A design process that embraces mistakes as inspiration turns out to be a lot more successful.
Based on the concept that designs often fail, one Chinese designer named Ivan Zhang, has decided to embrace that failure in creating a design that doesn’t need to be corrected to be functional.
Typically, the first form of a product will be known as ‘original A’, and after modification becomes known as ‘original B’ – this is based on reacting to any product faults and redesigning them. If this turns out to be the finished product, it then becomes ‘original C’.
Instead of following this linear progression, Zhang uses a theory that embraces the faults – resulting in A’ –– C.
This means that what may appear as faults initially, can actually be integrated as design features. Such as the bent shape of the shelves in the bookcase, reducing the need for a bookend to keep them upright. Or the warped shape of the whisk being an additional function instead of a defect.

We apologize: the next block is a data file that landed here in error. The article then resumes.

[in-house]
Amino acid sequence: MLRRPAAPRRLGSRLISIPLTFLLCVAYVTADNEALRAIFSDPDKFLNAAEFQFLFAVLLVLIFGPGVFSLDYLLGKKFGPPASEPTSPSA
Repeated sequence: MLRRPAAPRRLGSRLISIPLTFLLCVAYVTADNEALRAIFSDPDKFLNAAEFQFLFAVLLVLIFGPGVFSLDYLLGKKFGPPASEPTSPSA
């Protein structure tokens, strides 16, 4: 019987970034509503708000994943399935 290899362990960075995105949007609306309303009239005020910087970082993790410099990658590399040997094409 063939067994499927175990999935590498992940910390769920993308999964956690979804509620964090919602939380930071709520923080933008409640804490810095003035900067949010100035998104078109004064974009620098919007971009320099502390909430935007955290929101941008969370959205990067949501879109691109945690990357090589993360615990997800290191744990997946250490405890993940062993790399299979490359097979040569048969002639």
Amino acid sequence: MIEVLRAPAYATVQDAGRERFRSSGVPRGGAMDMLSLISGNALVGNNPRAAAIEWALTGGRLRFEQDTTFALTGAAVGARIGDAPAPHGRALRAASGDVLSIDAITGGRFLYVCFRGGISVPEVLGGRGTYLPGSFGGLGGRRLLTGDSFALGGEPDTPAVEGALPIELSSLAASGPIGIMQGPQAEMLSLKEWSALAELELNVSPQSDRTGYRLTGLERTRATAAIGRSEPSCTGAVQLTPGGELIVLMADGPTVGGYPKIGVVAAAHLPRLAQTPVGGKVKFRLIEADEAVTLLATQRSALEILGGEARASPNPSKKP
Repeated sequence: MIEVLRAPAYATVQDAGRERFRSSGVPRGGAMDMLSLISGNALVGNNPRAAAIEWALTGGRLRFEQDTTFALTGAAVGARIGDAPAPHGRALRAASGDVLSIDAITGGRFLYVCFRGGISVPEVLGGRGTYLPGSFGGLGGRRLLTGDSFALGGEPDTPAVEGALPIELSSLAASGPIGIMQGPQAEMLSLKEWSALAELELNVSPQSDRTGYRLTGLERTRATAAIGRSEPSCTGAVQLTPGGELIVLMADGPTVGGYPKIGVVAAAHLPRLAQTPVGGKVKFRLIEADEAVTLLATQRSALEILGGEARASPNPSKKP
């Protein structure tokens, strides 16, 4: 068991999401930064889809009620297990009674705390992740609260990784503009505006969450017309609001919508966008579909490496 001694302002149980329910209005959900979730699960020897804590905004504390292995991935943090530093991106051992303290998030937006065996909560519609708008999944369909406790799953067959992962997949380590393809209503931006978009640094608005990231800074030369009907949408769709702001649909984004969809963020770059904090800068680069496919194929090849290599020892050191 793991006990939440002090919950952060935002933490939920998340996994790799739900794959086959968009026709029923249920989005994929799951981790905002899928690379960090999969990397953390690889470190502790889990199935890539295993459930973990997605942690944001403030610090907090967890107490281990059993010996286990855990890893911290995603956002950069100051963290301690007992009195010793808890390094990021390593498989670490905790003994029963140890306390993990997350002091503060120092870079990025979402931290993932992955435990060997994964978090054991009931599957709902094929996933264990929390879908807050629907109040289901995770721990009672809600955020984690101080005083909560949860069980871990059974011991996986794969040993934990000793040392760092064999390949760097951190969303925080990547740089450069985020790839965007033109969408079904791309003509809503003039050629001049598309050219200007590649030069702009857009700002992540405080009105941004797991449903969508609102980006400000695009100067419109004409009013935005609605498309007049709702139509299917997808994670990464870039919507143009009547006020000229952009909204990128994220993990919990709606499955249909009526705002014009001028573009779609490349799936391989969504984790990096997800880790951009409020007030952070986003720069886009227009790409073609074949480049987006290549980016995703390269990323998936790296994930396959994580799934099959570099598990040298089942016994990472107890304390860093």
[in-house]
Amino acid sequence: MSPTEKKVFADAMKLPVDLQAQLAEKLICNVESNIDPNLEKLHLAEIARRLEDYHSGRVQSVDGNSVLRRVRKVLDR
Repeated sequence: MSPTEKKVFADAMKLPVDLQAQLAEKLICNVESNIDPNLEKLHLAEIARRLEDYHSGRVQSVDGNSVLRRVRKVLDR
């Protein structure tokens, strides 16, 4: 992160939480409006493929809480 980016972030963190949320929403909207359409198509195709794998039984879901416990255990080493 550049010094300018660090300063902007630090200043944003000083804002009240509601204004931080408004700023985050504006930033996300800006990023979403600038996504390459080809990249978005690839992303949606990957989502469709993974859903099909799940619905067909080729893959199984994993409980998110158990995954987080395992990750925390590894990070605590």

Using this philosophy in place of a traditional progression, there is less ecological impact and less need for constant reiterations – even if it may not seem like the simplest thing to wrap your head around at first.